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Meet American Dick Button, the Only Other Man to Win Back-to-Back Figure Skating Golds

He was the first U.S. men’s figure skater to win any Olympic medal at all

When Dick Button was 12, someone told him he’d never be a good skater. Button’s father overheard these comments, and encouraged Button to train harder and work with new coaches.

Button eventually teamed with legendary coach Gustav Lussi and earned a place among Olympic and U.S. figure skating history.

Until Yuzuru Hanyu did it Saturday, no other man had repeated as Olympic figure skating champion since Button in 1952.

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"Bravo Hanyu, Records are made to be tie[d]," Button tweeted.

But Button wasn't just the first man to win back-to-back gold medals, he was the first U.S. men’s figure skater to win any Olympic medal. And he was the first man to pull off several jumps and other figure skating elements that have become standard for athletes today.

Button entered the 1948 Olympic Games as the 1947 Worlds silver medalist — the last competition he would ever lose. At Worlds in 1947, he introduced his “Button camel,” or what’s now referred to as the flying camel, practiced by hordes of skaters today.

He also took the title at the 1948 European championships, the last year the competition was open to non-European athletes.

His gold medal performance at the 1948 Olympics included the debut of a double axel, which Button became the first man to land. Aged 18 years and 202 days, Button was the youngest men’s figure skating Olympic champion — a record that still stands today.

“In winning first place and the gold medal in singles Richard Button accomplished something that no United States skater had ever done before, and his performance should be considered one of the outstanding achievements of the Games,” wrote team manager Harry N. Keighley in the official U.S. report of the Games.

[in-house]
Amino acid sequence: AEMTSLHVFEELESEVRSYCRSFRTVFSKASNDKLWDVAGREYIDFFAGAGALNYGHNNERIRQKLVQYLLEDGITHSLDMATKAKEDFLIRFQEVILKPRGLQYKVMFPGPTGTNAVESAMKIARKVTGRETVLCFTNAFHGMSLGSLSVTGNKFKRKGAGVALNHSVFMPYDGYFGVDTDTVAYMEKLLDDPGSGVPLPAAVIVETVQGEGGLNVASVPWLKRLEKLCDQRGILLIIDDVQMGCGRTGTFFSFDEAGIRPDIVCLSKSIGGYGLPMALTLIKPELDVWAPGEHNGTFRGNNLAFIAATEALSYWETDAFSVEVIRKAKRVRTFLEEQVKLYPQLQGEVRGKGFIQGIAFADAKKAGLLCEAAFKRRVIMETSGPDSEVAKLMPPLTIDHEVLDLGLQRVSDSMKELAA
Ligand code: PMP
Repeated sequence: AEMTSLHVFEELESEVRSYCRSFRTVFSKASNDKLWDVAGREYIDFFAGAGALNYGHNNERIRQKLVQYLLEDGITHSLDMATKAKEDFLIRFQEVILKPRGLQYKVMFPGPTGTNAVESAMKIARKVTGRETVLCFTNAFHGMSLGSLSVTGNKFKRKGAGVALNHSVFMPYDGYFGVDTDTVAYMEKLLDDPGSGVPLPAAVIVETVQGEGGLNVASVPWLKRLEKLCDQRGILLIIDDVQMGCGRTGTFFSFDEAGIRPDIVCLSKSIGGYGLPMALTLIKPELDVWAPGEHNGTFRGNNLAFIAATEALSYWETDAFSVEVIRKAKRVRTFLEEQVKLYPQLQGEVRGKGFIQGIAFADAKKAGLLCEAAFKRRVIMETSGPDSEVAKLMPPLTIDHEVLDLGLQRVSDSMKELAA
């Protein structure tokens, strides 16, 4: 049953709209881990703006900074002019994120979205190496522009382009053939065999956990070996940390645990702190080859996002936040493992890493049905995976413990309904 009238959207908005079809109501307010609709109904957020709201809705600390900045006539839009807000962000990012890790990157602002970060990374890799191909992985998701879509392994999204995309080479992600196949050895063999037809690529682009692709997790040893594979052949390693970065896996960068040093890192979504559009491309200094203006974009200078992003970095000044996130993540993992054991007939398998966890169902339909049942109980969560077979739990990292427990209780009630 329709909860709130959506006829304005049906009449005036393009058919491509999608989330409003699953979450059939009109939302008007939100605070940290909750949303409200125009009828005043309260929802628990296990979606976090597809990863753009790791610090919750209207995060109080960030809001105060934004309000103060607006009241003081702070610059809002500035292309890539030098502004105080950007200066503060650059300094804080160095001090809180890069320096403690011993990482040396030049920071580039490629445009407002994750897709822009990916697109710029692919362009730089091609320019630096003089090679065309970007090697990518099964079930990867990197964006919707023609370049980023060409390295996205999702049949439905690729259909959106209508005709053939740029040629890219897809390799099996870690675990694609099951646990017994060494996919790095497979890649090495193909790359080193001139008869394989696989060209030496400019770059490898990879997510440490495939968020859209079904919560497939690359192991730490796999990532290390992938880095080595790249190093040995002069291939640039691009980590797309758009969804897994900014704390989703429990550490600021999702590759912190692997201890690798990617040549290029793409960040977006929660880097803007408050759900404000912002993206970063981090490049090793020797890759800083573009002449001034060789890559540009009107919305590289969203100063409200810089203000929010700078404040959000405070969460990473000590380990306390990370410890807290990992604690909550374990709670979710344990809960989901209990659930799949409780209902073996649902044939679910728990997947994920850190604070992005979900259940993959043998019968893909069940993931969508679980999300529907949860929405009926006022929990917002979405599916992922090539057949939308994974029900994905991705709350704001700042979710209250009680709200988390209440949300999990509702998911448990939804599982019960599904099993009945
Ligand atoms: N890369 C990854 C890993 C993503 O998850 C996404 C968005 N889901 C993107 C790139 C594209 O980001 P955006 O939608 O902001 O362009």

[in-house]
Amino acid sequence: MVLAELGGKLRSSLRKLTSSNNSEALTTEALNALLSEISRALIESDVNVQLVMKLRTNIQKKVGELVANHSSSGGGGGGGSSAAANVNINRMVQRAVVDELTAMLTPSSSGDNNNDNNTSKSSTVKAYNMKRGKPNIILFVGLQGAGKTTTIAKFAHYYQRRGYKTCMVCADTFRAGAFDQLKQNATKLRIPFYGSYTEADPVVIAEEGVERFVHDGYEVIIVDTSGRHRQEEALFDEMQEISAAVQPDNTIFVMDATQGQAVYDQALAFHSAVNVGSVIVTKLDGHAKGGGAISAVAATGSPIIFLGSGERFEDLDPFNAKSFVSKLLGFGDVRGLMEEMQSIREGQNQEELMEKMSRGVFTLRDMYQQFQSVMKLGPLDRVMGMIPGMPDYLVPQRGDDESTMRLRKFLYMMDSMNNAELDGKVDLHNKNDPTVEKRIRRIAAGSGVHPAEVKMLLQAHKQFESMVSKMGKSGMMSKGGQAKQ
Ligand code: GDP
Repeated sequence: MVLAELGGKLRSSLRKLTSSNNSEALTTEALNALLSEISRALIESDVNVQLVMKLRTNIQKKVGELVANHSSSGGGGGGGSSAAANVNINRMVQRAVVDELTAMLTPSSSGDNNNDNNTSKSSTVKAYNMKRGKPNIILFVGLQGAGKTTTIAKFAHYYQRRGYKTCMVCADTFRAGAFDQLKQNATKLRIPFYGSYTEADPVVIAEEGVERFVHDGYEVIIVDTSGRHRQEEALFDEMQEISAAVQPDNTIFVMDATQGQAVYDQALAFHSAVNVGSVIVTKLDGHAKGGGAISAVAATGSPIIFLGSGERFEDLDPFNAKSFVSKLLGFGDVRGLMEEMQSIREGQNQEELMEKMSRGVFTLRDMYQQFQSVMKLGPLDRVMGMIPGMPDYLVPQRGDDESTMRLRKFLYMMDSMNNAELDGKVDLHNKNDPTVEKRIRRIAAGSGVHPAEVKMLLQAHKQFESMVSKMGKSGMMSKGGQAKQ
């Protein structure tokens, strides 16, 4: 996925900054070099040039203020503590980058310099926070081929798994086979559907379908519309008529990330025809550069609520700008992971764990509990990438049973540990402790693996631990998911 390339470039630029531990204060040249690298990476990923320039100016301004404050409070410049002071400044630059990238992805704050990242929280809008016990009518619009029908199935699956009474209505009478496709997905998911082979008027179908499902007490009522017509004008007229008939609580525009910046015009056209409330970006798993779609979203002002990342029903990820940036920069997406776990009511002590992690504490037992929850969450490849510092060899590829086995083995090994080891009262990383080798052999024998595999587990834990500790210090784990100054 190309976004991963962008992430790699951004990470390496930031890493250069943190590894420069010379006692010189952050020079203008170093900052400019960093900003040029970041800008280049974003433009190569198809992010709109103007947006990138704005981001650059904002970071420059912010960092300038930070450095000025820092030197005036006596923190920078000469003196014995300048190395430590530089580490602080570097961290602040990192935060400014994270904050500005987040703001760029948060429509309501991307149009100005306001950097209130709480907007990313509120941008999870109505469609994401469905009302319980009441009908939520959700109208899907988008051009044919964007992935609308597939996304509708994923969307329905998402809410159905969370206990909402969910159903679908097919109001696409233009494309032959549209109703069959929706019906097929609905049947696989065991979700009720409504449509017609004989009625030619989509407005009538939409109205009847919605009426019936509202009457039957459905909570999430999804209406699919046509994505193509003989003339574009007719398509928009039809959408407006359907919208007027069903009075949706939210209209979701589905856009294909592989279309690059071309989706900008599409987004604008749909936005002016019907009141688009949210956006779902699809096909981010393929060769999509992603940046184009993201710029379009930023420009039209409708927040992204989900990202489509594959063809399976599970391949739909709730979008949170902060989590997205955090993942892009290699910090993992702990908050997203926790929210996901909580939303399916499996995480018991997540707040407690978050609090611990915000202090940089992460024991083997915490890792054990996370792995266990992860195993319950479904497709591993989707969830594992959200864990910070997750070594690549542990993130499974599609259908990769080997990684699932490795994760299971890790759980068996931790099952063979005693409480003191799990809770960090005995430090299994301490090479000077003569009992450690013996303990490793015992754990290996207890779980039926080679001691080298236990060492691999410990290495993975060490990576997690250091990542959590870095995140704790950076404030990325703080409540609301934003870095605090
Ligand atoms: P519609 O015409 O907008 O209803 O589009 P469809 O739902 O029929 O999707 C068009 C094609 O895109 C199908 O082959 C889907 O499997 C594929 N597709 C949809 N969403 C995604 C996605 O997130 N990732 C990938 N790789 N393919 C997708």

The report also detailed the challenges that the rink presented. Figure skaters were scheduled to compete after hockey games, and no manpower was left to resurface the ice before their competitions. There were also problems with the record player and sound equipment, Keighley wrote, and practice sessions were infrequent and inefficient.

Button would win seven national titles and five consecutive Worlds titles in his career. While training for the 1952 Olympics, he attended Harvard College (he later graduated from Harvard Law) and commuted on breaks to training centers in Lake Placid, New York.

At the 1952 Olympics, Button became the first athlete to land a triple jump of any kind: the triple toe loop. He was awarded his second gold medal under a unanimous vote.

Button skated in shows and formed his own production company once he turned professional. He acted in movies, television specials and plays, which he also produced. His broadcast debut was at the 1960 Squaw Valley Olympics and that career spanned decades. He was inducted into both the Olympic Hall of Fame and the World Figure Skating Hall of Fame.

Leading up to the 2010 Vancouver Games, Button told The Los Angeles Times of the Olympic spirit: “Ultimately, there will be a moment or a performance that will arise and will lift your heart, and that's what counts. In this world, if your heart gets lifted, even for a brief time, it's well worth it.”

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